Lincoln Square Wave TIG 200 is a time-tested TIG welder designed for home hobbyists and light shop fabrication.
But, given it’s almost ten years old, it lacks some features found on newer machines and may not offer everyone the best bang for their buck.
This article will dissect the Lincoln Square Wave TIG 200’s top features and its drawbacks. I’ll also share alternatives that offer additional features for a lower cost.
While Lincoln Electric makes killer machines, this welder doesn’t provide all features often available with several brands at a lower price.
Summary of the Lincoln Square Wave TIG 200
Lincoln Electric Square Wave TIG 200 is a powerful, well-made, portable welder with excellent arc quality. It supports multiple advanced TIG functions, but they’re limited compared to some welders in its class.
For example, its maximum pulsed TIG caps at 20 pulses per second (“PPS”). In addition, its duty cycle is on the low end.
But not all welders need or want to play with the advanced TIG modes.
Still, having a full spectrum of functions is slowly becoming a standard for medium-priced welders like the Square Wave TIG 200.
|Feature||Lincoln Square Wave TIG 200|
|Input Voltage||120V / 230V|
|TIG Output 120V||10-125A|
|TIG Output 230V||10-200A|
|TIG Duty Cycle||25% at 200A|
|Pulse TIG||0.1-20 Hz|
|AC Frequency Control||60-150 Hz|
|AC Frequency||60-150 Hz|
|AC Wave Form||Squarewave|
|AC Balance||60-90 %|
|Starting Method||High Frequency|
|Machine Weight||46 lbs|
|Foot Pedal Included?||✅|
|Pre & Post Flow Control?||❌|
Performance: 5/5 – The arc quality is impeccable: stable, smooth, and without arc wander. I wouldn’t expect anything less from Lincoln Electric. The internal circuitry is probably among the best at this price, ensuring smooth arc performance.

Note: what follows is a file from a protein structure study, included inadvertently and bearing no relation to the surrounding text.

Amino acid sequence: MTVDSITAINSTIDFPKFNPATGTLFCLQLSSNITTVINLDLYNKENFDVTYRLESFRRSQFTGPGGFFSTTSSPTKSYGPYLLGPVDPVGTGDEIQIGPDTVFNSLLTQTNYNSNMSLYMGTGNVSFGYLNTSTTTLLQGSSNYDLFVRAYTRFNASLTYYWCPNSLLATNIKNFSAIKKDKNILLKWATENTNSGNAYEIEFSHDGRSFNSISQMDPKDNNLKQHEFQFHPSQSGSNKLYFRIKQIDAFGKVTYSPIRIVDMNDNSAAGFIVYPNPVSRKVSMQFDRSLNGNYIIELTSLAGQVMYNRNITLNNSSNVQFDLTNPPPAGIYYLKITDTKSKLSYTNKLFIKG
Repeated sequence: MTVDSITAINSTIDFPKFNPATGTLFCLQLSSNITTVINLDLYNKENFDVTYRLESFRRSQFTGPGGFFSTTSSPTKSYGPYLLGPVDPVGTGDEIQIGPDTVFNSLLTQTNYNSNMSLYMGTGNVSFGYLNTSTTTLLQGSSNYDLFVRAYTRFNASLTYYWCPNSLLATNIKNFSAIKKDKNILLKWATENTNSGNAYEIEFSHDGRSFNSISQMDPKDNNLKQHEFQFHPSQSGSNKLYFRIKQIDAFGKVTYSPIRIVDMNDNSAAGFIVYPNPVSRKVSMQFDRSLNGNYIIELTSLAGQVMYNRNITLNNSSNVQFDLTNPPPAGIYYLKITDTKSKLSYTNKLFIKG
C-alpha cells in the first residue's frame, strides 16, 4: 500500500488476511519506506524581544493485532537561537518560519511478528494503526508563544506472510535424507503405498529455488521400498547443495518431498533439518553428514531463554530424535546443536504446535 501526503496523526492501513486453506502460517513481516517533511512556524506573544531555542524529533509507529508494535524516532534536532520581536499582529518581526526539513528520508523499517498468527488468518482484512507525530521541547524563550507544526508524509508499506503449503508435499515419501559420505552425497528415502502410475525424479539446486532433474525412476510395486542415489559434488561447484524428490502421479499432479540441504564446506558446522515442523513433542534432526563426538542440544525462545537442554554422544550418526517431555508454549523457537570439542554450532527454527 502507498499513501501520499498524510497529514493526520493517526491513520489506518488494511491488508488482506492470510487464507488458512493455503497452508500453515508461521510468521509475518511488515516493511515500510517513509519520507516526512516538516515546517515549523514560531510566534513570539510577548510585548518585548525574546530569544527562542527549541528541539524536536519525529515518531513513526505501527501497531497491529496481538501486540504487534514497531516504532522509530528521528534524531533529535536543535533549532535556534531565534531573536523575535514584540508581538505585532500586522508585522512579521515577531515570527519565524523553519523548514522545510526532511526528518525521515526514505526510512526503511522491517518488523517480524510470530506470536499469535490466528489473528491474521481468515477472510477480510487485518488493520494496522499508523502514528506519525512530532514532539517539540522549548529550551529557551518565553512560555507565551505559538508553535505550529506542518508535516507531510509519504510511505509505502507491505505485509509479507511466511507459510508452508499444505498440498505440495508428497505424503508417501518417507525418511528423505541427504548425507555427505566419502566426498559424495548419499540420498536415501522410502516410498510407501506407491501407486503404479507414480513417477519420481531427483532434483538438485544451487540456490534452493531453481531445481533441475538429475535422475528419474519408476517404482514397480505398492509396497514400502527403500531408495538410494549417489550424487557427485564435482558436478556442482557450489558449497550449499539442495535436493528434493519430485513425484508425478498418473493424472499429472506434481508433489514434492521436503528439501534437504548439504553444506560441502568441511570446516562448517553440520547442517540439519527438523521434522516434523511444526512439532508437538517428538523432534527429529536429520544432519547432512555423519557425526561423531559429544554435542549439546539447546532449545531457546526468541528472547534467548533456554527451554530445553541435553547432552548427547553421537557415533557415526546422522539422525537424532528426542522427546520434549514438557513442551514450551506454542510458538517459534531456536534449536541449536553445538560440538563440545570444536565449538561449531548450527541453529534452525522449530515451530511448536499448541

Power: 4/5 – While powerful with a maximum output of 200A, its duty cycle is low. So, you won’t be able to make long welds on thick metal in one pass.
Features: 2.5/5 – The Square Wave TIG 200 supports advanced functions like pulse TIG, AC frequency, and AC balance control, but their operating range is lower than many other brands. In addition, it lacks functions for shielding gas flow control, no adjustable up and down slope and no memory function.
Portability: 4/5 – You can weld on the go with its weight of 46 lbs. But some competing models are lighter and more compact.
Price 3/5: – While I consider Lincoln Electric one of the best welding equipment brands, this model is now overpriced, considering its limited features and age.
User Satisfaction: 4/5 – Most users find satisfaction with the Lincoln Square Wave TIG 200, but some welders (me included) don’t appreciate its limited pulsed TIG function. In addition, some people were unknowingly buying refabricated Square Wave TIG 200 units. So, be cautious and read the fine print when getting this welder. Since it’s a bit old, some sellers buy used units and repair them before selling.
Manufacturer support: 4.5/5 – The crystal clear instruction manual provided with the machine and detailed online documentation on Lincoln’s website will help you get started. In addition, Lincoln Electric has quality support, but you may have to wait a few weeks to get the machine serviced or replaced, depending on your location.